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Income inequality and ethnic cleavages in Malaysia: Evidence from distributional national accounts (1984–2014)

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  • Khalid, Muhammed Abdul
  • Yang, Li

Abstract

In this paper, by combining information obtained from national accounts, household surveys, and fiscal data, we document the evolution of income inequality in Malaysia, not only at the national level (for the period of 1984–2014) but also by ethnic group (for the period of 2002–2014). To our knowledge this is the first attempt to produce inequality measurements of Malaysia, which are fully consistent with the national accounts. Our research shows that despite Malaysia’s exceptional economic growth rate, its growth has been inclusive. For the period of 2002–2014, the real income growth for the bottom 50 % is the highest (5.2 %), followed by the middle 40 % (4.1 %), the top 10 % (2.7 %) and then the top 1 % (1.6 %). However, while average growth rates are positive across all ethnic groups (Bumiputera 4.9 %, Indians 4.8 %, and Chinese 2.7 %), the highest growth of real income per adult accrued to the Bumiputera in the top 1 % (at 8.3 %), which sharply contrasts the much lower growth rate of the Indians (at 3.4 %) and negative income growth rates of the Chinese (at −0.6 %). Despite the negative growth rate, the Chinese still account for the lion’s share in the top 1 %. In 2014, 60 % of the adults in the top 1 % income group are Chinese, while 33 % Bumiputera, and 6 % Indians. We conclude that in this period, Malaysia’s growth features an inclusive redistribution between income classes, but with a twist between racial groups.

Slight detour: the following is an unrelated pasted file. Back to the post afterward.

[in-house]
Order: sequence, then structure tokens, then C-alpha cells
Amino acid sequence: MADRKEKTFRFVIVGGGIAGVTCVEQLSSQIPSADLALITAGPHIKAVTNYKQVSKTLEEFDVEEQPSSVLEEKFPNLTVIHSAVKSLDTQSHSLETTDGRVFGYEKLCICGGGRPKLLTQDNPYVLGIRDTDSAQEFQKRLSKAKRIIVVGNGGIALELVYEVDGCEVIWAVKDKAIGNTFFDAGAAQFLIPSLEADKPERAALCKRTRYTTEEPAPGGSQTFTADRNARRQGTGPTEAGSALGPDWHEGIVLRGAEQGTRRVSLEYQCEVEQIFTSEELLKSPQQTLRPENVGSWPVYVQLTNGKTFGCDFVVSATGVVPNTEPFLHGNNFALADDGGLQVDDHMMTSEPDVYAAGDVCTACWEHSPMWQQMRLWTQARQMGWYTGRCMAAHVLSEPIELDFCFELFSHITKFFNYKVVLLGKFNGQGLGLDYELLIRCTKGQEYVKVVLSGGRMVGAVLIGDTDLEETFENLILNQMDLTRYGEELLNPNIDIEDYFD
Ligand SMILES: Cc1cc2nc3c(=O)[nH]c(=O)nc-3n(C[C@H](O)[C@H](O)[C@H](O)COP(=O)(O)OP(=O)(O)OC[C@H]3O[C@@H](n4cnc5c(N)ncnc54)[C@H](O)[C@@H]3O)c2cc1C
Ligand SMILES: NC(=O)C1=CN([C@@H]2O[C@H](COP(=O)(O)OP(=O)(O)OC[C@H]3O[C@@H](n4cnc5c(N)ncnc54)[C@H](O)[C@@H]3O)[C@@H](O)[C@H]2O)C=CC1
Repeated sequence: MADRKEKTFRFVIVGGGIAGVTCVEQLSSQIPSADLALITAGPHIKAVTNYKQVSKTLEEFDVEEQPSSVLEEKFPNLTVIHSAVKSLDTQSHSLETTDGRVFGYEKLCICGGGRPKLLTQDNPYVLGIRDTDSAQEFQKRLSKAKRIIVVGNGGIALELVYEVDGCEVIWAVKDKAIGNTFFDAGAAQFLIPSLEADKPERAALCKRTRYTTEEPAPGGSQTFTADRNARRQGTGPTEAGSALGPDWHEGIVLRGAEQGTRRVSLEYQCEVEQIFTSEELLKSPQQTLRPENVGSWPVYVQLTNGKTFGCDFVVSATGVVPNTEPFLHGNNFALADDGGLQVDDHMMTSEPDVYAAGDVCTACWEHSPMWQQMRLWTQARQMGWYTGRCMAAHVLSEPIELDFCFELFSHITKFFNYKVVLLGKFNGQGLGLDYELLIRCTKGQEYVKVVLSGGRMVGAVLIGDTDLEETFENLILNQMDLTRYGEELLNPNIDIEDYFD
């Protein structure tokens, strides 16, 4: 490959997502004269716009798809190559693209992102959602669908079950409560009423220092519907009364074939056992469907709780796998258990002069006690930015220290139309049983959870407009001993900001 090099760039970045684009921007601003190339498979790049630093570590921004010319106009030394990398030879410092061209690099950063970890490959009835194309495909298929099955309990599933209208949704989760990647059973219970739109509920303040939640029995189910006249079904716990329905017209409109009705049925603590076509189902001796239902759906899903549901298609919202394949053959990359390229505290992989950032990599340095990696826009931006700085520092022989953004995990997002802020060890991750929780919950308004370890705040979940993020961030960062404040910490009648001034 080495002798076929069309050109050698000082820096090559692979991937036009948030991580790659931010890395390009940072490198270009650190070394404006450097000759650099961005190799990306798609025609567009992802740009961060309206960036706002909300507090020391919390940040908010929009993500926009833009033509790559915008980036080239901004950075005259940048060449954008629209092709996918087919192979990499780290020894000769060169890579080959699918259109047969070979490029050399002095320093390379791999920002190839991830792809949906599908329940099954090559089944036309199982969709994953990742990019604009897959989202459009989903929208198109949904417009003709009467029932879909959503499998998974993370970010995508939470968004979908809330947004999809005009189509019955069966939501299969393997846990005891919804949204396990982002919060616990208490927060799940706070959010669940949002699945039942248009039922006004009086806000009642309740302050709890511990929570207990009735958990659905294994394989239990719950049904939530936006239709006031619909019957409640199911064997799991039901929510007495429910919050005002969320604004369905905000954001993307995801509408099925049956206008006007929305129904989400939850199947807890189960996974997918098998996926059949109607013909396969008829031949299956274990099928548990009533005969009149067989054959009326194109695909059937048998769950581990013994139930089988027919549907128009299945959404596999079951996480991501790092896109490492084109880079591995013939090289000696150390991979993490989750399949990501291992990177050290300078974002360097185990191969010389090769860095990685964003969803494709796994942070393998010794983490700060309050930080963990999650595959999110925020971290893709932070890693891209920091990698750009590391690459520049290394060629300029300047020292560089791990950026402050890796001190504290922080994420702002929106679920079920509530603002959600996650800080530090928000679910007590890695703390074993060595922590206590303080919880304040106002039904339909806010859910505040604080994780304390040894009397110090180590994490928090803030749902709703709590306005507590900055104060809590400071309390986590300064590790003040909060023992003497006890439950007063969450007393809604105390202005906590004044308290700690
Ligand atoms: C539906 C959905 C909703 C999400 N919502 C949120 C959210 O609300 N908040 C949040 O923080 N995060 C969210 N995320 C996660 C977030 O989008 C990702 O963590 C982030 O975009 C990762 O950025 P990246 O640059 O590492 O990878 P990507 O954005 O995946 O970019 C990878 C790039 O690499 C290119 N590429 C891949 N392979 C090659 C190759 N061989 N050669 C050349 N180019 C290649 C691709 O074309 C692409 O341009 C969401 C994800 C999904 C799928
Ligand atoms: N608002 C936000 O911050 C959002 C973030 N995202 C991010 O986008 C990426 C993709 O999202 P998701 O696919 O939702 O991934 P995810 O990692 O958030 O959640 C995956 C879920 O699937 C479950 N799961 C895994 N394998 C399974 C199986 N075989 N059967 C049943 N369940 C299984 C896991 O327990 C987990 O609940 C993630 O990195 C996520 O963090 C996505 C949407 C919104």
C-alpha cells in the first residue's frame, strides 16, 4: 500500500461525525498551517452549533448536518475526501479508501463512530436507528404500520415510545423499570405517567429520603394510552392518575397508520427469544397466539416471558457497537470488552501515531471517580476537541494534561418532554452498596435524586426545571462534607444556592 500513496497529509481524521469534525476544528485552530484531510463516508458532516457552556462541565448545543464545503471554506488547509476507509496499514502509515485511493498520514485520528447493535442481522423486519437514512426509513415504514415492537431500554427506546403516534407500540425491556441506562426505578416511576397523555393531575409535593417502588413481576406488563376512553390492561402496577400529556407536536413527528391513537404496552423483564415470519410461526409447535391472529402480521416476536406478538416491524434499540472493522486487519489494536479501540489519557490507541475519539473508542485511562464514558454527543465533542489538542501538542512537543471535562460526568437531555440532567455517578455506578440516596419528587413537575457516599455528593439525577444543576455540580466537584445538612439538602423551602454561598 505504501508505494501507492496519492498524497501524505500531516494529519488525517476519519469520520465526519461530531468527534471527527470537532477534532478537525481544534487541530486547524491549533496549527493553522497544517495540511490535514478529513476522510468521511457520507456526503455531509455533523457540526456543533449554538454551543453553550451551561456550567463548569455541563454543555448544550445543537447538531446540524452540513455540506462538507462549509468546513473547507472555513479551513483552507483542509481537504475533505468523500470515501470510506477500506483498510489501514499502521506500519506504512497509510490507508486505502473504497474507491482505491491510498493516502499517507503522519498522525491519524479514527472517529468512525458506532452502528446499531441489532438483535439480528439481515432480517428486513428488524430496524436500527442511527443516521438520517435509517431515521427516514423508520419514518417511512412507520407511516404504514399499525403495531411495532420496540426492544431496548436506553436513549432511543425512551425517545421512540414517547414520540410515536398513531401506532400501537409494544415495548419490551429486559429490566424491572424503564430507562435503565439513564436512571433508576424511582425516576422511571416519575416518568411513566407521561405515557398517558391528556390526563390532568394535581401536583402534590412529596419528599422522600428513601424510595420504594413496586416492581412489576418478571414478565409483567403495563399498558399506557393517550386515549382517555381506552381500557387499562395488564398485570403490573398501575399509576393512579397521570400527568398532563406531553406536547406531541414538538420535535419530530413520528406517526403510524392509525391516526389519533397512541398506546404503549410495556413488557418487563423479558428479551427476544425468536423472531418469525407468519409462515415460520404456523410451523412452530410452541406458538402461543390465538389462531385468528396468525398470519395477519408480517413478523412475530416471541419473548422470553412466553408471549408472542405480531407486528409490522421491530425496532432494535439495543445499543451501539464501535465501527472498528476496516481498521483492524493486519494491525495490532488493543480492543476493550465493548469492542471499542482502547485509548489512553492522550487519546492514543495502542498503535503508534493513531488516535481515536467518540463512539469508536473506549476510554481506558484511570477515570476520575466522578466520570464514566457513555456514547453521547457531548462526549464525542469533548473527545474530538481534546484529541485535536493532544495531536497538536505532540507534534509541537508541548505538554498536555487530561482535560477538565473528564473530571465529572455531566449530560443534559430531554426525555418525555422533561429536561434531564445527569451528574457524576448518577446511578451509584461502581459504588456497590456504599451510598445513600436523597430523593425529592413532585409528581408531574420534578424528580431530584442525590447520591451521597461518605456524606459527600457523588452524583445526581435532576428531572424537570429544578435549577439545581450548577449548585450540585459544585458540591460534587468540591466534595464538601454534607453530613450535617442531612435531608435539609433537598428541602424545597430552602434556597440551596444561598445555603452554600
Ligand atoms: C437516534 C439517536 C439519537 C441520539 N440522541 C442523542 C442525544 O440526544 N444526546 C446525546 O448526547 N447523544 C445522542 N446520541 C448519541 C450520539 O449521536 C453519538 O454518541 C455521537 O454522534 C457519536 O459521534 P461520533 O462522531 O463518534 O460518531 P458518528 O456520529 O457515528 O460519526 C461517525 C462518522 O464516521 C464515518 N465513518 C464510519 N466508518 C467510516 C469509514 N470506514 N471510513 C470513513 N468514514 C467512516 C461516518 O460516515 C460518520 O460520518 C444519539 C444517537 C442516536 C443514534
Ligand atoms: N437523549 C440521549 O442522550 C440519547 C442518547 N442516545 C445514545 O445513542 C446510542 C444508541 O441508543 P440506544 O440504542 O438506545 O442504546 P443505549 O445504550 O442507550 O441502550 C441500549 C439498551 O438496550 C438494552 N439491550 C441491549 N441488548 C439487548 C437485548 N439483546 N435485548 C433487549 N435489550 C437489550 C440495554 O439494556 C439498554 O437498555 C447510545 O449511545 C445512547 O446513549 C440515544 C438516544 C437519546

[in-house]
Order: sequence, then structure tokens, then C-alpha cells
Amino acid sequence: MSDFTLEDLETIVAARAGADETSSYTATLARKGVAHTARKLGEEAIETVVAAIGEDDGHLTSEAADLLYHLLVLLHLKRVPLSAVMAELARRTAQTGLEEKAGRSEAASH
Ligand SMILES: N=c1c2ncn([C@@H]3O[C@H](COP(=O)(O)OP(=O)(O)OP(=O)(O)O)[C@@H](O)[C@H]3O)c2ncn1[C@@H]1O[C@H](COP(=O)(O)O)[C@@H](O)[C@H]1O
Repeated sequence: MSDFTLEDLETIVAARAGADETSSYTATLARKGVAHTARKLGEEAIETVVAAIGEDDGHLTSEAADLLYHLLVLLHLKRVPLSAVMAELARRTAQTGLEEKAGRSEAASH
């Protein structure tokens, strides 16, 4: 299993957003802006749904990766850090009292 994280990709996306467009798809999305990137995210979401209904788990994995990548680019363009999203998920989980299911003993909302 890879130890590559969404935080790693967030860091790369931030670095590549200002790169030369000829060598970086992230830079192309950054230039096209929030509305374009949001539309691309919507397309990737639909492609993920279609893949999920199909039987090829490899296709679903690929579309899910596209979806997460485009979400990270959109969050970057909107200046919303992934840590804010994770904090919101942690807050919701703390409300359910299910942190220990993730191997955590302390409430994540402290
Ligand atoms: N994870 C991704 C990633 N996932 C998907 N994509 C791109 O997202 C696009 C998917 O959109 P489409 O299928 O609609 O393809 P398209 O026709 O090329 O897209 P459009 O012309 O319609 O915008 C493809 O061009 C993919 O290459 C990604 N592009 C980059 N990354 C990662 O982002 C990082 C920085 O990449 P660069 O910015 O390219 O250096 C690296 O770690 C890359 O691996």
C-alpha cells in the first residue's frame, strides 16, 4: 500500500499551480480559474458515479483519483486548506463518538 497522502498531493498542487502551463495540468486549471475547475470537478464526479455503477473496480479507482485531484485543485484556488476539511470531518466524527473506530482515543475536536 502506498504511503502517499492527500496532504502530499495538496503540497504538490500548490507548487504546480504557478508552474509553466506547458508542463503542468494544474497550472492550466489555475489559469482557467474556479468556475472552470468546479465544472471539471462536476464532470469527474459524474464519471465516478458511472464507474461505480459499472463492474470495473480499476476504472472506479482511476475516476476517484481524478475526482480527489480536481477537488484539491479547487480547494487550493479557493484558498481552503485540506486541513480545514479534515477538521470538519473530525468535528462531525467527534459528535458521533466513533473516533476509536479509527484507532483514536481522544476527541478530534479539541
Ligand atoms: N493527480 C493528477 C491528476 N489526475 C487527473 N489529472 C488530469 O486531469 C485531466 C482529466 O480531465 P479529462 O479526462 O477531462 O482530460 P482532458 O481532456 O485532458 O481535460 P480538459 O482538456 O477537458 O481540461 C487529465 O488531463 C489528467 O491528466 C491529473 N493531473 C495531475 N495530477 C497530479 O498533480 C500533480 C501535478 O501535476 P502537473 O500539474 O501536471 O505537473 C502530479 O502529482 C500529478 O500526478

Suggested Citation

  • Khalid, Muhammed Abdul & Yang, Li, 2021. "Income inequality and ethnic cleavages in Malaysia: Evidence from distributional national accounts (1984–2014)," Journal of Asian Economics, Elsevier, vol. 72(C).
  • Handle: RePEc:eee:asieco:v:72:y:2021:i:c:s1049007820301329
    DOI: 10.1016/j.asieco.2020.101252
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